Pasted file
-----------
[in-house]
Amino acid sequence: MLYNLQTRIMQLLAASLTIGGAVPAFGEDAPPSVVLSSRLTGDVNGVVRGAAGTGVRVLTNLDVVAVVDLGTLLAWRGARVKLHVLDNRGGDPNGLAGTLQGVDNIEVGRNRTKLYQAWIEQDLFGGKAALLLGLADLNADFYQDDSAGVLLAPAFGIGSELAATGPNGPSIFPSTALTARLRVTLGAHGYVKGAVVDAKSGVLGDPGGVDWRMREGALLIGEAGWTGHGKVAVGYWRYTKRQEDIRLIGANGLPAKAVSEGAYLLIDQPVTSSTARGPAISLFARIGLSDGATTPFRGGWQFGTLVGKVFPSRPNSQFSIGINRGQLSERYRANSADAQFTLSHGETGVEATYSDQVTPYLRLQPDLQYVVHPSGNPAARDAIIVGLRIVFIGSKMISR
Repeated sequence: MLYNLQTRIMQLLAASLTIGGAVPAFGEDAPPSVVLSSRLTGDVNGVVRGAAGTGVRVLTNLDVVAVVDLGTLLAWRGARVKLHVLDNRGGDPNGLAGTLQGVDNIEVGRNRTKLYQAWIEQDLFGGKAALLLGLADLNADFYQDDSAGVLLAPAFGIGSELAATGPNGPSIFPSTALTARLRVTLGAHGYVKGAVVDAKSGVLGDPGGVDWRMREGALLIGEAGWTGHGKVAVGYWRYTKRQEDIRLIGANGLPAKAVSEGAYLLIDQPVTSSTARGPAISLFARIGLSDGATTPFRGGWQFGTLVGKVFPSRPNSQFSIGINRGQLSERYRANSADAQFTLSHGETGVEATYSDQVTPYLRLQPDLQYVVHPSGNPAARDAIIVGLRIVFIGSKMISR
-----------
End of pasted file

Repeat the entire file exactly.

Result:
[in-house]
Amino acid sequence: MLYNLQTRIMQLLAASLTIGGAVPAFGEDAPPSVVLSSRLTGDVNGVVRGAAGTGVRVLTNLDVVAVVDLGTLLAWRGARVKLHVLDNRGGDPNGLAGTLQGVDNIEVGRNRTKLYQAWIEQDLFGGKAALLLGLADLNADFYQDDSAGVLLAPAFGIGSELAATGPNGPSIFPSTALTARLRVTLGAHGYVKGAVVDAKSGVLGDPGGVDWRMREGALLIGEAGWTGHGKVAVGYWRYTKRQEDIRLIGANGLPAKAVSEGAYLLIDQPVTSSTARGPAISLFARIGLSDGATTPFRGGWQFGTLVGKVFPSRPNSQFSIGINRGQLSERYRANSADAQFTLSHGETGVEATYSDQVTPYLRLQPDLQYVVHPSGNPAARDAIIVGLRIVFIGSKMISR
Repeated sequence: MLYNLQTRIMQLLAASLTIGGAVPAFGEDAPPSVVLSSRLTGDVNGVVRGAAGTGVRVLTNLDVVAVVDLGTLLAWRGARVKLHVLDNRGGDPNGLAGTLQGVDNIEVGRNRTKLYQAWIEQDLFGGKAALLLGLADLNADFYQDDSAGVLLAPAFGIGSELAATGPNGPSIFPSTALTARLRVTLGAHGYVKGAVVDAKSGVLGDPGGVDWRMREGALLIGEAGWTGHGKVAVGYWRYTKRQEDIRLIGANGLPAKAVSEGAYLLIDQPVTSSTARGPAISLFARIGLSDGATTPFRGGWQFGTLVGKVFPSRPNSQFSIGINRGQLSERYRANSADAQFTLSHGETGVEATYSDQVTPYLRLQPDLQYVVHPSGNPAARDAIIVGLRIVFIGSKMISR